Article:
During the muscle era, GM's hot engine was the 427 cubic-inch V-8, which first appeared in the 1963 Daytona 500 stock car race. It was later offered in GM full-sized cars, but it was the Corvette Sting Ray, with its irresistible combination of big block power and aggressive body style, that made the engine famous. Having a Corvette with "427" emblazoned on the sides of the hood scoop was quite a status symbol. Not only did it mean your car was packing some serious horsepower, but it was also fair warning to any potential competitors. However, the emblem, alone, didn't specify your car's power, because not all 427 engines were created equal.
Initially offered in '66 Corvettes, the 427 engine, known as the L36, had a horsepower rating of 390. Its successors, the L68 and L72, with improved performance options, boosted the Vette's horsepower to 400 and 425, respectively; and even higher on the food chain, the L71 and L89 versions of the 427 engines were each rated at 435 horsepower. However, to many, the Holy Grail of the Corvettes of the '60s was the elusive L88, which was offered in only 216 Corvettes from 1967 through 1969.
GM intentionally reported the L88 as having 430 horsepower, instead of the 550 that was actually housed under its hood. Their reason for misrepresenting the L88s power was to encourage buyers to select other engines, such as the L71 or L89, which seemed, at least on paper, to have more power. Therefore, the L88 cars remained a limited-production vehicle purchased mainly by professional and weekend racers who knew the real potential of this special engine. But, a few of the L88 Corvettes were initially purchased as street cars, or later after they retired for racing, they were driven on the streets. These L88 survivors from the '60s are some of the most sought-after Corvettes today, commanding six- and, sometimes, seven-figure prices.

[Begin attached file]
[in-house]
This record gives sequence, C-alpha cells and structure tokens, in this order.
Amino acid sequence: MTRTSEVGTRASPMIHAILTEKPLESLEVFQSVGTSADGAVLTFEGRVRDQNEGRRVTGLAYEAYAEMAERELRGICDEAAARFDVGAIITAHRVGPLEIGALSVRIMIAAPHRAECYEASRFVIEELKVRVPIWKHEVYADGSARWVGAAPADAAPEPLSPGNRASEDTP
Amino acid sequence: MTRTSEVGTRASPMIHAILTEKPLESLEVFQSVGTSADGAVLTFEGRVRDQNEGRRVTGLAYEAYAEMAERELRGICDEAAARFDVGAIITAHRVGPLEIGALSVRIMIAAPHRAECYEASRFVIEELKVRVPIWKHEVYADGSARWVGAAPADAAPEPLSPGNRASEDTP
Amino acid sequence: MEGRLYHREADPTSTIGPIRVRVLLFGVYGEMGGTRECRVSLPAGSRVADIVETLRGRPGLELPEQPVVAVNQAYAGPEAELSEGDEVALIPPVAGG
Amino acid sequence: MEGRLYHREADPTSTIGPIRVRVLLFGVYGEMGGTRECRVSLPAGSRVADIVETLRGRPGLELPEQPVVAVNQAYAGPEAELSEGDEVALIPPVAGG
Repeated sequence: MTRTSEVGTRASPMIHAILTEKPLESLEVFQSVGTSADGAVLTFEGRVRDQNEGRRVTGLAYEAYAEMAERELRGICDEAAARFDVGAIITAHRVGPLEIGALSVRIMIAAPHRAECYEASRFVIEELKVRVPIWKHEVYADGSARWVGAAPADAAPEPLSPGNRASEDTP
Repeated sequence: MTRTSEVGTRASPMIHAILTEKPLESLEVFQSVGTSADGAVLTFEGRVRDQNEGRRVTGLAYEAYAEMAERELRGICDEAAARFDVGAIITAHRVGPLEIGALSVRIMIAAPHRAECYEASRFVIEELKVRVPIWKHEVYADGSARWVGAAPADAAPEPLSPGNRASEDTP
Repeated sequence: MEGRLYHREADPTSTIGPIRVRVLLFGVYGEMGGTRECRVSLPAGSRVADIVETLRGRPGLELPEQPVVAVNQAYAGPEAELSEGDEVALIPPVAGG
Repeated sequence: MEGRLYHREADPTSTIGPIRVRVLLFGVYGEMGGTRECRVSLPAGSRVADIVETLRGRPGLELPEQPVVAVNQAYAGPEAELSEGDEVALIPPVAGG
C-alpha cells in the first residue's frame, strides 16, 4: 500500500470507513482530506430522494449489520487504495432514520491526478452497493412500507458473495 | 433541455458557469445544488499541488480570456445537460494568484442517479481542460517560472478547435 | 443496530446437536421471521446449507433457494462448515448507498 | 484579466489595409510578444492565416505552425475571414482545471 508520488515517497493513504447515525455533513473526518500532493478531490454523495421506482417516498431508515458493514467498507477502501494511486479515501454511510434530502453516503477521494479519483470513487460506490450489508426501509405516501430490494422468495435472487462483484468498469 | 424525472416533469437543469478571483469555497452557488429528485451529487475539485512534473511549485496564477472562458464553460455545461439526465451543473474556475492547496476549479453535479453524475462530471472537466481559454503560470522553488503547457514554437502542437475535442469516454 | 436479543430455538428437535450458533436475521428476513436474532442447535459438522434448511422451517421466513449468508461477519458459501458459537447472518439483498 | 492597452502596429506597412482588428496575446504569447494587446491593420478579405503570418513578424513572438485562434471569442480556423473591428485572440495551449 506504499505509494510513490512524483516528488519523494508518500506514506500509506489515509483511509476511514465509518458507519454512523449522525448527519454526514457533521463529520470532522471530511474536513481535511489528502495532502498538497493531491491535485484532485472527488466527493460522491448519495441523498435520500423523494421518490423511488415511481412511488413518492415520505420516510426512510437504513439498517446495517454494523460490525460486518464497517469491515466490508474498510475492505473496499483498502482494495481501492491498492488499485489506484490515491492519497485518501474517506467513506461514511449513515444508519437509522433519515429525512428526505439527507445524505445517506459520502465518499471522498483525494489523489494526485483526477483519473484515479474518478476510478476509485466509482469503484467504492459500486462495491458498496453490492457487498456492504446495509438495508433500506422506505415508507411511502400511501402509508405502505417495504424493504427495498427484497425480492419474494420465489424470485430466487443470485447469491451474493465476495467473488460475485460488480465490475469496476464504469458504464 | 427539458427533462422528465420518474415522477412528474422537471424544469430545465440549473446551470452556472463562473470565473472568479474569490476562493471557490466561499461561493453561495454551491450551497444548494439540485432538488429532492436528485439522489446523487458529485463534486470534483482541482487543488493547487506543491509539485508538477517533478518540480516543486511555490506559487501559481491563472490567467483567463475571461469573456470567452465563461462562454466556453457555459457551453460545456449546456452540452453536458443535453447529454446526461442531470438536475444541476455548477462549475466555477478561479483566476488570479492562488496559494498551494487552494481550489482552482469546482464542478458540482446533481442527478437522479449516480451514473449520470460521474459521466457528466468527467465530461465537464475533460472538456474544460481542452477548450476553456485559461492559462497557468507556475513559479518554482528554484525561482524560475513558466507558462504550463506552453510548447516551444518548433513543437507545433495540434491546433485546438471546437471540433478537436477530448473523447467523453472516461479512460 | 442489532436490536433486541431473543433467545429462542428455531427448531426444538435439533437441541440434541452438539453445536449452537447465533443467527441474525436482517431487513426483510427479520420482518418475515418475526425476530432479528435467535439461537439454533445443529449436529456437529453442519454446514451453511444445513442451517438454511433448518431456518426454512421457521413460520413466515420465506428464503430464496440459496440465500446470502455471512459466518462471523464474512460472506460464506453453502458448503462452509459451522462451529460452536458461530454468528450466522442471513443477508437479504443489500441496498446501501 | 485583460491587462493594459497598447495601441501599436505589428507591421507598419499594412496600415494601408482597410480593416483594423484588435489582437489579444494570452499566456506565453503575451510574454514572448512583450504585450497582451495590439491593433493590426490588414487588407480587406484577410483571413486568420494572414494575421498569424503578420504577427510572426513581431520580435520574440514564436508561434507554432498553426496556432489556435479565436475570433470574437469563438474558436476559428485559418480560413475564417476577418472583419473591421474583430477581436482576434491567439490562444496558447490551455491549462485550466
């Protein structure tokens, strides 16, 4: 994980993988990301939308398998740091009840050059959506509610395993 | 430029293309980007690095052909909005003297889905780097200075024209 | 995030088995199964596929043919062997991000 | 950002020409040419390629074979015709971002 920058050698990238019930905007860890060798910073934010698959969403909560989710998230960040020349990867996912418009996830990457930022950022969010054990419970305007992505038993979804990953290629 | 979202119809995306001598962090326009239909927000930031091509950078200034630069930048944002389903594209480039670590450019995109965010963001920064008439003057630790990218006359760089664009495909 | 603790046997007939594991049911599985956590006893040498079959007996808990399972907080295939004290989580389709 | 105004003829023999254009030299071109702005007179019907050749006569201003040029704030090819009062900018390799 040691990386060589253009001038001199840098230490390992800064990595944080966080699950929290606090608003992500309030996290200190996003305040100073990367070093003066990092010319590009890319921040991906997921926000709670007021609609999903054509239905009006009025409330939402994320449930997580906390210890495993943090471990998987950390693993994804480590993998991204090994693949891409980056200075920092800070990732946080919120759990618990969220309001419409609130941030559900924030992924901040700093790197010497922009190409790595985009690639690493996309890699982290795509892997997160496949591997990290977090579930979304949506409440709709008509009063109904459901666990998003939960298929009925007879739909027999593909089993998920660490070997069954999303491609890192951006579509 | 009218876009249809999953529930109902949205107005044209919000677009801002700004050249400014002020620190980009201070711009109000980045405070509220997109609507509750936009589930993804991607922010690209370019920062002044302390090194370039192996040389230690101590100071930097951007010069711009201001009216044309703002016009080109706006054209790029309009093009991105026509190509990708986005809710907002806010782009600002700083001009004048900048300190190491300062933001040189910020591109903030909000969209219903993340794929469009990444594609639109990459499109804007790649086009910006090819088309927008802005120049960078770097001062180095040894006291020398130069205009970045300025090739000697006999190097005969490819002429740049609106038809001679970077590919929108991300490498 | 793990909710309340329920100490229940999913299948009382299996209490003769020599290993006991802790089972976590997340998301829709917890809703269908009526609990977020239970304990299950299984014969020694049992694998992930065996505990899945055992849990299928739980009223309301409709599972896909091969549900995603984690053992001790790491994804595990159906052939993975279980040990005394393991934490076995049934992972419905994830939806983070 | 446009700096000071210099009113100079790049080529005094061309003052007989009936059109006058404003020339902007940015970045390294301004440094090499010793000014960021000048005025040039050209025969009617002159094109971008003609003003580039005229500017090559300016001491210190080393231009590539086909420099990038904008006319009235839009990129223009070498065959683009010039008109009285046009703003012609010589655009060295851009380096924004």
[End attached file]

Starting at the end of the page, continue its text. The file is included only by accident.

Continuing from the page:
Their rarity is only part of their appeal. The mystique of owning the most powerful Corvette offered by the GM factory during the heyday of the muscle car era is what seals the deal.
L88 Package Special Features
Features Absent in L88 Package
The story of the bowtie 427 engine would not be complete without the mention of one other very special variant of this power plant. In 1969, an option was offered for an extra lightweight 427 L88 motor, designated the ZL1. Because of the added cost of this option (almost $5,000), only three Corvettes were ordered with this unique setup.
Yearly Sales for the L88
Here are some of the hammer prices for L88s sold at auction in the last several years.
Recent Years of Corvette L88 Sales
|Company||Location||Sale Year||Car Year||Color||Coupe/Conv.||Hammer Price|
|RM Auctions||San Diego||2010||1969||Red||Coupe||$365,000|
|Barrett-Jackson||Scottsdale||2014||1969||Red (w/stars & stripes)||Convertible||$2,600,000|
|Gooding & Company||Scottsdale||2016||1969||Black||Coupe||Undisclosed|
*Significantly, in 2018 a 1967 L88 Coupe crossed the auction block at Mecum Indy. See our interview with Ken Lingenfleter about this L88 Coupe.